Finally, I notice the one area where Eminem didn’t criticize Trump was his misogyny and treatment of women. Credit Eminem for having the self-awareness to recognize he was a deeply flawed messenger for that argument.

Trump 1, NFL 0

Speaking of presidential fights with pop cultural figures, the boss writes that Trump won his fight with the National Football League.

“Like many of our fans,” [NFL Commissioner Roger] Goodell wrote, “we believe that everyone should stand for the National Anthem.” Now he tells us.

The climbdown comes only weeks after a clueless bout of self-congratulation by the NFL and the media over widespread protests during the anthem. Wasn’t it marvelous that the owners and players were so united? Hadn’t Donald Trump badly overplayed his hand? Weren’t we possibly on the cusp of a glorious era of activism in sports?

NFL executives and supporters of the protests instead should have been wondering, What the hell is the end game?  . . . 

There were all sorts of unobjectionable means available for players to take a stand of defiance toward Trump, but they allowed themselves to, in effect, get double-dared into disrespecting the flag.

The perils here should have been obvious. The flag is one of our most potent national symbols. The U.S. Code sets out how it should be treated. It drapes the coffins of fallen warriors. It flies at half-staff to mark national tragedies and the loss of the country’s heroes. People can get extremely emotional seeing it displayed the wrong way or touching the ground.

I’d also point out that kneeling during the National Anthem is a gesture that is extremely open to interpretation. Had a player written on his socks, “HOLD BAD COPS ACCOUNTABLE” or something like that, the player would be fined by the league for violating the uniform policy, but there would be no national outrage. The more precise the message, the less likely it is to be misunderstood. But the refusal to stand when everyone else is standing suggests that “I do not feel about this country the way all the rest of you do,” which is very easy to construe as “I do not love this country as much as you do.”

Ben Domenech, who writes that other morning newsletter, declares that “the Left is losing the Culture War for the first time in three decades.”

Eh, did it just start this year? Or did it start in 2016? The forces of progressivism received a lot of humiliating losses even before Election Day: Target backed down on its bathroom policy, the no-holds-barred nastiness of Gawker led to its own demise, the all-female reboot of Ghostbusters flopped . . . 

Same Old Hillary

Even in retirement, Hillary Clinton hasn’t lost a single step; her political instincts are every bit as bad as they were in her prime.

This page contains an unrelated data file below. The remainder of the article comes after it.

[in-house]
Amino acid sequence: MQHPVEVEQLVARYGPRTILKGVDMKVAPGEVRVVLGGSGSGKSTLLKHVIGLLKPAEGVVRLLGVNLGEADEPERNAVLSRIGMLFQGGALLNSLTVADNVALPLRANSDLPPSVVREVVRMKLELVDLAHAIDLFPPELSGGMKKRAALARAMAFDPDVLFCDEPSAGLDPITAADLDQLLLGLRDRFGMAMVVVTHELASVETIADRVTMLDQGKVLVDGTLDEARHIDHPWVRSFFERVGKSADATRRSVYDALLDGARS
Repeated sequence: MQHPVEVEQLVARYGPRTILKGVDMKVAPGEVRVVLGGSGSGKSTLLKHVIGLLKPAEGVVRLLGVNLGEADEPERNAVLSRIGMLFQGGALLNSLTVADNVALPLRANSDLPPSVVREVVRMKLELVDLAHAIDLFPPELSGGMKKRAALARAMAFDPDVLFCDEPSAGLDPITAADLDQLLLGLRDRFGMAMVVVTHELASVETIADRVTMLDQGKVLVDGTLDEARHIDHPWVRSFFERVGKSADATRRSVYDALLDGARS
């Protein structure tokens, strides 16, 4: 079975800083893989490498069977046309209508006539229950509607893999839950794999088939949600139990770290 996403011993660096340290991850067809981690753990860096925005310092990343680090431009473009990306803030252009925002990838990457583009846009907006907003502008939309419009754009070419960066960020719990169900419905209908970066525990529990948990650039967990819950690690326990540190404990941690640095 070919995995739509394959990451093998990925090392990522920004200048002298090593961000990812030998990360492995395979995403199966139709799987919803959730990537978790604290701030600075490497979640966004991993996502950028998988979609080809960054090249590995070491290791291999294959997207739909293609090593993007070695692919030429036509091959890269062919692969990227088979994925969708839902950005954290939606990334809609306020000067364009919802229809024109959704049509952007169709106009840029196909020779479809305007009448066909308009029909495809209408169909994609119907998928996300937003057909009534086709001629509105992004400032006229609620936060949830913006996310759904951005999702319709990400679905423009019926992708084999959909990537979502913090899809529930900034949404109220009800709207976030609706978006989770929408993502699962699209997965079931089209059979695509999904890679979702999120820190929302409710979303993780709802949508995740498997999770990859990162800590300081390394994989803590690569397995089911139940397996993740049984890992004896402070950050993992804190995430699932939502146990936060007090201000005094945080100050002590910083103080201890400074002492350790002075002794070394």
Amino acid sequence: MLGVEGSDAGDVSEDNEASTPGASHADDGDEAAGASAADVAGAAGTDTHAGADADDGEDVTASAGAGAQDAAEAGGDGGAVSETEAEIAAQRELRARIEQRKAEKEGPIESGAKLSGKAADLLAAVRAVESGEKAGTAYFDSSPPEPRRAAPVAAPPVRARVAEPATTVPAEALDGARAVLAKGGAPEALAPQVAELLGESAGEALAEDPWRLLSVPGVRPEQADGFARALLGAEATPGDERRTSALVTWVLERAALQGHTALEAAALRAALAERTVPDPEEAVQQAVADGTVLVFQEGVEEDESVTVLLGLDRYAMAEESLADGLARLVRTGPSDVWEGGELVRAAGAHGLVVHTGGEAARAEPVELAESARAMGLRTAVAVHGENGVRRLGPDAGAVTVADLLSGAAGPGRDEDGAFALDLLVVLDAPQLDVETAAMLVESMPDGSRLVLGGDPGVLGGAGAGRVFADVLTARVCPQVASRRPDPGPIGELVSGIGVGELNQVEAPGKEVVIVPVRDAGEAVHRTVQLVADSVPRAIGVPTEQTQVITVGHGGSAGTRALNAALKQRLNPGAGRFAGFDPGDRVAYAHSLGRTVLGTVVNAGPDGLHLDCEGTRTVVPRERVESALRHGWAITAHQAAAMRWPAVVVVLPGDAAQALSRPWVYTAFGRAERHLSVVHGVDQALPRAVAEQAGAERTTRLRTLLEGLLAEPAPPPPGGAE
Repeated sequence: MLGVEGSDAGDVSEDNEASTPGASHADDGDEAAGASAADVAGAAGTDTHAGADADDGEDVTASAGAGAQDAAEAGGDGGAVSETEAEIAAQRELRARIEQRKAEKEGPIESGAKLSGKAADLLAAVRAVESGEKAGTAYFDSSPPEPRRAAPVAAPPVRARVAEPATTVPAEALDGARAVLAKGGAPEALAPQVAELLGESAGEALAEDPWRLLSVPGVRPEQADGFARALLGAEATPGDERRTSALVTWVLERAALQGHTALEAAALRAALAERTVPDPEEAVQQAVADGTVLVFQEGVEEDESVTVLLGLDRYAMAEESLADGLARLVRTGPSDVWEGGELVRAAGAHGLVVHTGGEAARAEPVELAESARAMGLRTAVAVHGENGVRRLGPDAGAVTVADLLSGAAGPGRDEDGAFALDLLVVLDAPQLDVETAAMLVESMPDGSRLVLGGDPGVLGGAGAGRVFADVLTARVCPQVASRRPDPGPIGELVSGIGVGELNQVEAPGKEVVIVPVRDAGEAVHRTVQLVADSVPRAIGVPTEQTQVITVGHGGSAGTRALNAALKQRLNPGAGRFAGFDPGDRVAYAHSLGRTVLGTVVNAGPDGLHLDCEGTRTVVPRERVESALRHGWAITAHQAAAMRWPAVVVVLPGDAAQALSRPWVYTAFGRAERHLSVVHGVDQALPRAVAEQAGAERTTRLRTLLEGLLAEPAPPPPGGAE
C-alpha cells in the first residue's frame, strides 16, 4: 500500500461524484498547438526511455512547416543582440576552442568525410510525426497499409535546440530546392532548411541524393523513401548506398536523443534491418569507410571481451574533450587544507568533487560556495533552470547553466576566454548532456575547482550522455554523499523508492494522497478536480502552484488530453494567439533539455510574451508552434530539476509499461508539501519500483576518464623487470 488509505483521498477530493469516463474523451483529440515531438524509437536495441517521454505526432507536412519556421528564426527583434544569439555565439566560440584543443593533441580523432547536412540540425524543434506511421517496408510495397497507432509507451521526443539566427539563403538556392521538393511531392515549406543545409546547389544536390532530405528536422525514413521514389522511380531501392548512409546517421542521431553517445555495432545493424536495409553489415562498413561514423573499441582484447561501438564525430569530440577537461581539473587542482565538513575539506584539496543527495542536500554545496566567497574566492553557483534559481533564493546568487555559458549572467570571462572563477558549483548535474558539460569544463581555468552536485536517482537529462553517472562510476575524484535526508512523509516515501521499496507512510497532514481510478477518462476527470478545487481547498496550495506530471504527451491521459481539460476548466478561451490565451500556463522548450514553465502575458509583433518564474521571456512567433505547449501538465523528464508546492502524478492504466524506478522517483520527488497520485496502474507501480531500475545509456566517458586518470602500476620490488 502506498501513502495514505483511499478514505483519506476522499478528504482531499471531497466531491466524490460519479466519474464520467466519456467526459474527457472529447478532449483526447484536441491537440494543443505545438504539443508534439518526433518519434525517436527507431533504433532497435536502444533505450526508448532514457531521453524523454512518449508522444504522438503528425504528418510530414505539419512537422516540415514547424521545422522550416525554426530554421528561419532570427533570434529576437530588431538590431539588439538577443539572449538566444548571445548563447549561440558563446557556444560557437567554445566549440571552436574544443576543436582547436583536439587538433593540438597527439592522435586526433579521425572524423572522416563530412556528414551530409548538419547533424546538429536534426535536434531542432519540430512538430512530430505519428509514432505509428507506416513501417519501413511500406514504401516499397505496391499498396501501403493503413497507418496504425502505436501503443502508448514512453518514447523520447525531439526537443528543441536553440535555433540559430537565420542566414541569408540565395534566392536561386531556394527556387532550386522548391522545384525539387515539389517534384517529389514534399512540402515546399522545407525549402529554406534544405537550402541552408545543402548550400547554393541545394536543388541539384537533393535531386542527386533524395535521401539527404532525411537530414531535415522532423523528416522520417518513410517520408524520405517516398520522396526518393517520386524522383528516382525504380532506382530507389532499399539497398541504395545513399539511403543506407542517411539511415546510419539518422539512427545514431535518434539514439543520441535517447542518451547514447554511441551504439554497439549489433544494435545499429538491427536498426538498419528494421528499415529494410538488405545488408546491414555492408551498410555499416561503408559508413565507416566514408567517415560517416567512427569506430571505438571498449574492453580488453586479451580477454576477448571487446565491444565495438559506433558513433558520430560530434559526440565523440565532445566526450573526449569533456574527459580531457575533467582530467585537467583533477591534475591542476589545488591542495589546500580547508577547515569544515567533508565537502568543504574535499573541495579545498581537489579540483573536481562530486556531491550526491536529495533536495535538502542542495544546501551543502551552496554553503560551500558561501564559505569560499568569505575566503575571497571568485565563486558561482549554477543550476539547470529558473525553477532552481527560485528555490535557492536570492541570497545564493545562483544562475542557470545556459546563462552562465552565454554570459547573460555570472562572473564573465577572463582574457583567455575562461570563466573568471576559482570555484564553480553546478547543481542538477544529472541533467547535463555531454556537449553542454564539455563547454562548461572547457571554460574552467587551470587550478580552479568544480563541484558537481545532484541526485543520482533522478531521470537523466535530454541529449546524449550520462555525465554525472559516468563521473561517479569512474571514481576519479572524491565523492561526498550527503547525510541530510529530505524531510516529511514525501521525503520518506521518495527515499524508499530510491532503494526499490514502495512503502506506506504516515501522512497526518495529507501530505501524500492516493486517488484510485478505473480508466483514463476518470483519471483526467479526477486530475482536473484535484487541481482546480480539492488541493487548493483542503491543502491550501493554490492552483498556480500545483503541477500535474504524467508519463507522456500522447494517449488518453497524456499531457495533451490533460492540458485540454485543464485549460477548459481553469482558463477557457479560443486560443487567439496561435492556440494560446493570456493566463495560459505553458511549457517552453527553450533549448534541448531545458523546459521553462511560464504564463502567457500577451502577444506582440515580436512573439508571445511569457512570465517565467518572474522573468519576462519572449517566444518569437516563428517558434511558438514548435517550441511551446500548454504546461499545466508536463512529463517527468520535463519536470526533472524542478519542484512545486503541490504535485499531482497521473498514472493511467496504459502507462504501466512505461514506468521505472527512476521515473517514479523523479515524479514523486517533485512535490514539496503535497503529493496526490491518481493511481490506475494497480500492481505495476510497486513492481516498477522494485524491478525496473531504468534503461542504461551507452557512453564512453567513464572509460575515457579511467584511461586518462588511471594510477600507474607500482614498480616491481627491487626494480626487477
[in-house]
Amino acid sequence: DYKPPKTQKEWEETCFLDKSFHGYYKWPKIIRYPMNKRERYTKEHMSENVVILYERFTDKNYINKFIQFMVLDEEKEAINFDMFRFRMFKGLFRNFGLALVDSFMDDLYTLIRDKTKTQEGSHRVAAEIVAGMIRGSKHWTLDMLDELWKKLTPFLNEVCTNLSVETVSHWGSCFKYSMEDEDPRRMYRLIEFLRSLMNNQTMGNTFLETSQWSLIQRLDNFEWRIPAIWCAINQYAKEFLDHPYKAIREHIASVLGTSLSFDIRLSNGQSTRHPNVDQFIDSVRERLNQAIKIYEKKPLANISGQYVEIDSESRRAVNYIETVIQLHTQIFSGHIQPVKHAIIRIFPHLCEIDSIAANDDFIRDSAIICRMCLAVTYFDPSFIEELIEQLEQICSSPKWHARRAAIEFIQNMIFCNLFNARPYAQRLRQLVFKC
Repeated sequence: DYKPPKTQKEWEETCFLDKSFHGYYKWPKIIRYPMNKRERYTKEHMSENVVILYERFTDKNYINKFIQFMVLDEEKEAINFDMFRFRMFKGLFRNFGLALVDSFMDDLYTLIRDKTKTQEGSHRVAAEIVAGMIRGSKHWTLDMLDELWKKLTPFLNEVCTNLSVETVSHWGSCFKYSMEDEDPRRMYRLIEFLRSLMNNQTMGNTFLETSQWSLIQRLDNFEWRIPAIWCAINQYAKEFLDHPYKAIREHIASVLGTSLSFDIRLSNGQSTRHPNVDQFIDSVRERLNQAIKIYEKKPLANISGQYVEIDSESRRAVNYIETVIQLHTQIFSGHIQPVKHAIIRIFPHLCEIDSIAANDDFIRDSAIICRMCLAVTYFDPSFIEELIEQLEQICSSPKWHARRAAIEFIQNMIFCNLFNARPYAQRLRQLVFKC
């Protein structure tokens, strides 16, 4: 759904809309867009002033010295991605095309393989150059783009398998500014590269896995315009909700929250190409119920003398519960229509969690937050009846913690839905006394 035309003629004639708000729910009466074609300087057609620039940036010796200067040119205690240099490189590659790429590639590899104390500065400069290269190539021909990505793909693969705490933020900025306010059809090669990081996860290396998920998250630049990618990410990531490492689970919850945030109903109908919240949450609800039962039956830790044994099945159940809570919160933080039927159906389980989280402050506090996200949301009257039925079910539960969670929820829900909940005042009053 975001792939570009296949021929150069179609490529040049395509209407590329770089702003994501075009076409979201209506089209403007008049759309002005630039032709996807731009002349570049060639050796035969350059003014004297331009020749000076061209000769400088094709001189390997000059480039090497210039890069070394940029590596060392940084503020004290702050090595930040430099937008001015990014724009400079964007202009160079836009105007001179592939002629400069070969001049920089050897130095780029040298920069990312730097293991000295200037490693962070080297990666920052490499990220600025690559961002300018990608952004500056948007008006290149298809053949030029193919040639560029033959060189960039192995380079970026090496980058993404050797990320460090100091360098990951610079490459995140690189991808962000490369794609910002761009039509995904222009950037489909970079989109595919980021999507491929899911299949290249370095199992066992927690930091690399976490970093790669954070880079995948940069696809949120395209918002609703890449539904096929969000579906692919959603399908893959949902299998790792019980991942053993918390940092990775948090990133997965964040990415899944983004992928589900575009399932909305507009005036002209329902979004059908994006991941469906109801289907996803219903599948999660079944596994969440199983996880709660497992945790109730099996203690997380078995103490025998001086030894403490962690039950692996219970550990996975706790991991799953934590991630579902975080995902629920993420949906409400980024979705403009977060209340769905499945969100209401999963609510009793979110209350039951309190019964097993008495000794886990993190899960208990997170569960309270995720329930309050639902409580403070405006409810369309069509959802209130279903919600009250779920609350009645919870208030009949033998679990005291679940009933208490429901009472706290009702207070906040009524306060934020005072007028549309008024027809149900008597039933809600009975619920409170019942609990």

On her donations, Clinton added that it wasn’t possible to give the money back but that she would donate it to charity.

“What other people are saying, what my former colleagues are saying, is they’re going to donate it to charity, and of course I will do that,” she said. “I give 10% of my income to charity every year, this will be part of that. There’s no — there’s no doubt about it.”

Clinton said she had no idea that Weinstein acted that way in private, despite some in Hollywood saying that people close to him had known.

“I certainly didn’t, and I don’t know who did,” she said. “But I can only speak for myself, and I think speak for many others who knew him primarily through politics.”

What, she can’t say, “I’m donating every penny he ever gave me to battered women’s shelters, because as far as I’m concerned, Weinstein’s money is as disgusting as he is”?

The printed word doesn’t do it justice; her tone is the same measured, remembering-my-talking-points, she used in all of her campaign appearances. If you had found out that one of your biggest supporters for decades had been secretly living like Caligula, wouldn’t you be spitting mad? Wouldn’t you be eager to jump in front of cameras and declare, with your hands balled into fists, that you wanted to get your hands on him for all of the awful things he had done?

And finally . . .  she’s Hillary Clinton. She’s got a ton of friends and supporters in Hollywood, and knows plenty of actresses and journalists, just about every high-profile self-identified feminist, every person who was in position to know about Weinstein’s behavior. And she never heard about any of this at all?

Fascinatingly, Anthony Bourdain called Clinton’s response “shameful” and “disingenuous.”

ADDENDA: Thanks to everyone who wrote in about Tuesday’s subway encounter with helpful hints on how, and when to attempt to break up a fight . . .  and when to let discretion be the better part of valor.